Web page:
This one also involves prominent Conservatives and party donors as well! – Owl.
“The housing secretary is facing fresh scrutiny over his use of planning powers after he intervened in a development project backed by prominent Conservatives and party donors.”
Normally, an appeal would be decided by the government’s planning inspectorate. Mr Jenrick has intervened to recover the appeal and determine it. In a letter to the local authority, seen by The Times, the reason given was that the appeal related to proposals for significant development within the green belt. That means that instead of a government planning inspector writing a decision, the inspector will prepare a report, which will be forwarded to the minister to inform his decision.
The intervention has raised concerns about conflicts of interest given the Jockey Club’s links to senior Conservative figures and donors. The club’s board includes Baroness Harding, the Conservative peer in charge of the government’s Covid-19 tracing app, and Rose Paterson, wife of the Conservative MP Owen Paterson. It also includes Peter Stanley, who donated £5,000 to Matt Hancock’s constituency office in Newmarket, home to the Jockey Club’s headquarters, last year.
Tim Syder, a racehorse owner, gave the Conservative Party £12,500 last November, shortly before he joined the Jockey Club board. Councillor Richard Williams, of Esher residents’ association, said that it was “alarming” that the future of the site was being taken out of local people’s hands. “We should be convincing the inspector of our case, not a minister,” he said.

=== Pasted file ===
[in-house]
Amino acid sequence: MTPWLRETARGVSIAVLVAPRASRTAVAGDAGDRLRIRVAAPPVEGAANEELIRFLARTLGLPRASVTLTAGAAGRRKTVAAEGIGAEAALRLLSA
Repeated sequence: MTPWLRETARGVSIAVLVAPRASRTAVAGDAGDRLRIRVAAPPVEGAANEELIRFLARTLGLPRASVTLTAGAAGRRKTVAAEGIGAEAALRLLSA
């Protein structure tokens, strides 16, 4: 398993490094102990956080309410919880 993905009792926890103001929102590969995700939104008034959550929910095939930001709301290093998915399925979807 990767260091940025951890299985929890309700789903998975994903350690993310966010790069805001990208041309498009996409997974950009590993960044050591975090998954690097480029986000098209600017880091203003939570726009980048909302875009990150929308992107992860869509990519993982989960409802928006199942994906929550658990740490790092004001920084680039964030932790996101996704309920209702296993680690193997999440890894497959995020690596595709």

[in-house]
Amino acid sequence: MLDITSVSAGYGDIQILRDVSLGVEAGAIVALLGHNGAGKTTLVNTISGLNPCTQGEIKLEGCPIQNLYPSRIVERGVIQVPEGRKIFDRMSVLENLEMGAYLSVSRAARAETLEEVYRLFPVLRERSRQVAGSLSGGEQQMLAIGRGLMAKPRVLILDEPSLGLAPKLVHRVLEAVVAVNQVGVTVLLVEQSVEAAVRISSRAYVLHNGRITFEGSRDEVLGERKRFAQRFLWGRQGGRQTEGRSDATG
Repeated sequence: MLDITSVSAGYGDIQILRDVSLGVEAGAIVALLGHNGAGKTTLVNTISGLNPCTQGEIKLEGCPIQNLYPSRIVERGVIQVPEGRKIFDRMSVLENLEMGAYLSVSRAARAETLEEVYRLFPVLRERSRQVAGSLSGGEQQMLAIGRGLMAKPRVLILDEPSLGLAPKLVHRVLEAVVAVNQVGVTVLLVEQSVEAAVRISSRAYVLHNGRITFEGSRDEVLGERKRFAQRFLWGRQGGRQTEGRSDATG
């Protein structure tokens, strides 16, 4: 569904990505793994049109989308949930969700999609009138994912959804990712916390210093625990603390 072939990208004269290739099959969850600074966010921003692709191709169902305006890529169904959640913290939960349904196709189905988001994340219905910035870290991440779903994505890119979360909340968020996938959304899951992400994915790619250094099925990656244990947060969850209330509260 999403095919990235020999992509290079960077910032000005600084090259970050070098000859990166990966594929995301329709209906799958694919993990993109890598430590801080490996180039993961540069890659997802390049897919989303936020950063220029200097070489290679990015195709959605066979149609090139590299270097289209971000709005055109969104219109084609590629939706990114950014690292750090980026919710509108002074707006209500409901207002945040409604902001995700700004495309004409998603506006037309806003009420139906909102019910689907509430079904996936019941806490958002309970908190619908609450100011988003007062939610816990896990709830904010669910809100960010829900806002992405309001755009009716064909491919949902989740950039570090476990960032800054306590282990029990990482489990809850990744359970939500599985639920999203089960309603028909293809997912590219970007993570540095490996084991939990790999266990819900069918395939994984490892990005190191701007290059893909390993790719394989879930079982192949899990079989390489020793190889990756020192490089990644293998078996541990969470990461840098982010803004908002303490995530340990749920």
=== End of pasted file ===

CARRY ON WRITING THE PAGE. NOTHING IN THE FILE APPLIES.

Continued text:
Mr Jenrick is embroiled in a “cash-for-favours” planning row over his decision to approve a £1 billion development proposed by Richard Desmond, a Tory donor. He overruled a planning inspector and gave the scheme the go-ahead in January, one day before Tower Hamlets council was due to vote on a rule change that would have left Mr Desmond with a £40 million community charge bill. In that case, it emerged yesterday, government lawyers tried to dismiss the council’s legal challenge to Mr Jenrick’s decision weeks before he conceded that he had acted unlawfully.
The Jockey Club has argued that the Sandown scheme constitutes appropriate development. A spokesman said: “We trust that whoever determines the appeal will do so based on planning considerations only. We believe that our application has considerable merit and offers local social and economic benefits.” The Ministry of Housing, Communities and Local Government said: “Each planning appeal is taken on its own merits.”